Introduction- Foot-and-mouth disease is one of the world’s most economically important viral diseases of livestock (Cow, Buffalo, Goat Sheep, pig). The infection results in vesicular lesions in and around the mouth and on the feet, resulting in the reluctance of an animal to eat or move. Confirmation of the infection requires laboratory analysis, usually involving real time RT-PCR, and serotyping is achieved using antigen ELISA test. Inactivated virus vaccines are available.
Foot-and-mouth disease (FMD) is a severe, highly contagious viral disease of cattle and swine. It also affects sheep, goats, deer, and other cloven-hooved ruminants. FMD is not recognized as a zoonotic disease.
The disease is caused by a virus of which there are seven ‘types’ A, O, C, Asia 1, and SAT (Southern African Territories) 1, 2, and 3. each producing the same symptoms, and distinguishable only in the laboratory.
2. Vesiclus in the mouth and on feet
3. Drop in milk production
4. Weight loss
5. Loss of appetite
6. Quivering lips and frothing of mouth
7. Cows may develop blisters on teats
There is no specific treatment for FMD. The conventional method of treating infected animals mainly involves the use of antibiotics, flunixin meglumine and mild disinfectants Treatment is not given. Affected animals will recover. However because of the loss of production and the infectious state of the disease, infected animals are usually culled from herd.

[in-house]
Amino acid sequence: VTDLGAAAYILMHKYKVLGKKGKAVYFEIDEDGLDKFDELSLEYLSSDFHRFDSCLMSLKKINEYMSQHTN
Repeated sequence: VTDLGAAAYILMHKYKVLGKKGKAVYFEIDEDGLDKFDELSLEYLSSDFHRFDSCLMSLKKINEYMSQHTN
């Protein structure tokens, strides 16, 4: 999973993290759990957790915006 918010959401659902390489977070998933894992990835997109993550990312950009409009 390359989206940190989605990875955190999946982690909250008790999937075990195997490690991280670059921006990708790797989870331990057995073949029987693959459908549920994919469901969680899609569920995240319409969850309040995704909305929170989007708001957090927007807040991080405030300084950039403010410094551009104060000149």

Vaccination can be used to reduce the spread of FMD or protect specific animals. Vaccines are also used in endemic regions to protect animals from clinical disease. FMDV vaccines must closely match the serotype and strain of the infecting strain. Vaccination with one serotype does not protect the animal against other serotypes, and may not protect the animal completely or at all from other strains of the same serotype. Currently, there is no universal FMD vaccine.
Economic effect Due to FMD Disease :-
In FMD milk production greatly reduces than in normal condition. The below graphs show the milk production in 1st month in which the cow has suffered from FMD. The milk production generally decreases in 2nd and 3rd week period. The milk production generally increases after 4th week of period. In my research study the milk loss was found to be average of 34% with maximum loss of 39% and minimum loss of 24%. However the animal could not give the normal milk production. The decrease in milk production is due to stress condition in the body of animal.
Mr. Brahmanand Bairwa, Assistant Professor, School of Agricultural Sciences, Career Point University, Kota